- The benchmark 10-year yield was down 1.5 basis points in morning trading at 0.6693%.
- Wall Street's main indexes opened lower on Tuesday following the benchmark S&P 500's longest streak of gains this year.
BOSTON: US Treasury yields ticked lower on Tuesday as a rising COVID-19 caseload raised concerns about reopening plans.
The benchmark 10-year yield was down 1.5 basis points in morning trading at 0.6693%.
Wall Street's main indexes opened lower on Tuesday following the benchmark S&P 500's longest streak of gains this year.
Treasury yields had risen on Monday, but Tuesday's early trading showed investors remain concerned about the US economic outlook, said Jim Barnes, director of fixed income for Bryn Mawr Trust.
"After of a day of risk-on it's probably not going to take much for people to be reminded that economic conditions still have a long way to go to get back to precrisis levels," Barnes said.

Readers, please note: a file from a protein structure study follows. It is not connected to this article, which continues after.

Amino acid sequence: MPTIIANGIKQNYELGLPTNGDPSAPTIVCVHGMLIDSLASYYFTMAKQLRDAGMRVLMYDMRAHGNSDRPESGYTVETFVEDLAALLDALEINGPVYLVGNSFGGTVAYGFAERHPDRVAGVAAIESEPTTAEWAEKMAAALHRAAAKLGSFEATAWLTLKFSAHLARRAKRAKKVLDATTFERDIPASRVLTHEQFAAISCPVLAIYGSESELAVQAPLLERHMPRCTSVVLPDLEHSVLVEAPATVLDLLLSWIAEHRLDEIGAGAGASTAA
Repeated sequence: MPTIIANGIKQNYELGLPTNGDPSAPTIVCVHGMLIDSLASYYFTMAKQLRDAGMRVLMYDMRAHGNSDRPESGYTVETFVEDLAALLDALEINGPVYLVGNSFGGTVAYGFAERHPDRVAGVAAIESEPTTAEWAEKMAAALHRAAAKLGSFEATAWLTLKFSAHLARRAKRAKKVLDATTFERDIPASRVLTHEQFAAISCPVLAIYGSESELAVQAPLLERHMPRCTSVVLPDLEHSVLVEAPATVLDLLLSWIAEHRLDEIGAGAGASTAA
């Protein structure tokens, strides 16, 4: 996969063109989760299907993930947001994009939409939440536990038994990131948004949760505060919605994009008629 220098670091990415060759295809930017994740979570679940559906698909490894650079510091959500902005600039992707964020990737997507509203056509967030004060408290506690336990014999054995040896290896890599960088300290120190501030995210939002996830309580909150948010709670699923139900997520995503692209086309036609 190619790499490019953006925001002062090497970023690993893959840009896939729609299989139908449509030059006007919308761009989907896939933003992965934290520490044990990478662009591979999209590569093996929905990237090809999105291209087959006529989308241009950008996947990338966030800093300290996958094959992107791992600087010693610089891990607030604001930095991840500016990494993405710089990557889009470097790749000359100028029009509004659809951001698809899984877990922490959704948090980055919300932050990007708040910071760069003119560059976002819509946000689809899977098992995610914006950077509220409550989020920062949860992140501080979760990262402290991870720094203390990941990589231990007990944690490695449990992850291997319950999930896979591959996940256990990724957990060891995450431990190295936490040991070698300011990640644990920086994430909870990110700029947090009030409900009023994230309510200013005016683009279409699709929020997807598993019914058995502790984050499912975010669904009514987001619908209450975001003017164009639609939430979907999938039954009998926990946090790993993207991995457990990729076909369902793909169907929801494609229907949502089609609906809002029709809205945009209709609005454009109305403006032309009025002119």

On Monday, Florida's greater Miami area became the latest coronavirus hot spot to roll back its reopening, ordering restaurant dining closed, as COVID-19 cases surged nationwide and the US death toll topped 130,000.
Oil prices also fell on Tuesday on concerns a surge in new virus cases will hamper a recovery in fuel demand.
Treasury investors will focus on the results of an auction of 3-year notes due in the early afternoon.
A closely watched part of the US Treasury yield curve measuring the gap between yields on two- and 10-year Treasury notes, seen as an indicator of economic expectations, was at 51 basis points, about a basis point lower than Monday's close and in line with its level since mid-June.
The two-year US Treasury yield, which typically moves in step with interest rate expectations, was unchanged at 0.1606% in morning trading.